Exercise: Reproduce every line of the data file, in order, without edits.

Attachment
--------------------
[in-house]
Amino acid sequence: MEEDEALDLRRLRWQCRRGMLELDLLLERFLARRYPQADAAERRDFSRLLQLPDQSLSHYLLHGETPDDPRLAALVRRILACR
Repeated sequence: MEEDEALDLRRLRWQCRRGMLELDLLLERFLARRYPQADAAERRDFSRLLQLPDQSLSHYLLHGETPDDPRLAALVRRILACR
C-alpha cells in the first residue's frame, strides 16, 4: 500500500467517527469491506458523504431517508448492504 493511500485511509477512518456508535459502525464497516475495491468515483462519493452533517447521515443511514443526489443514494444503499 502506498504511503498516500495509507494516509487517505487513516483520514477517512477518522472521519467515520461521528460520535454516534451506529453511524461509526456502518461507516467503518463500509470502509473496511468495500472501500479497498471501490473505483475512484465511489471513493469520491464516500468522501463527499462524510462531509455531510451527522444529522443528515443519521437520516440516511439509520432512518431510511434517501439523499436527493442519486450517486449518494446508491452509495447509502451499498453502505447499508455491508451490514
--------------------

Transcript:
[in-house]
Amino acid sequence: MEEDEALDLRRLRWQCRRGMLELDLLLERFLARRYPQADAAERRDFSRLLQLPDQSLSHYLLHGETPDDPRLAALVRRILACR
Repeated sequence: MEEDEALDLRRLRWQCRRGMLELDLLLERFLARRYPQADAAERRDFSRLLQLPDQSLSHYLLHGETPDDPRLAALVRRILACR
C-alpha cells in the first residue's frame, strides 16, 4: 500500500467517527469491506458523504431517508448492504 493511500485511509477512518456508535459502525464497516475495491468515483462519493452533517447521515443511514443526489443514494444503499 502506498504511503498516500495509507494516509487517505487513516483520514477517512477518522472521519467515520461521528460520535454516534451506529453511524461509526456502518461507516467503518463500509470502509473496511468495500472501500479497498471501490473505483475512484465511489471513493469520491464516500468522501463527499462524510462531509455531510451527522444529522443528515443519521437520516440516511439509520432512518431510511434517501439523499436527493442519486450517486449518494446508491452509495447509502451499498453502505447499508455491508451490514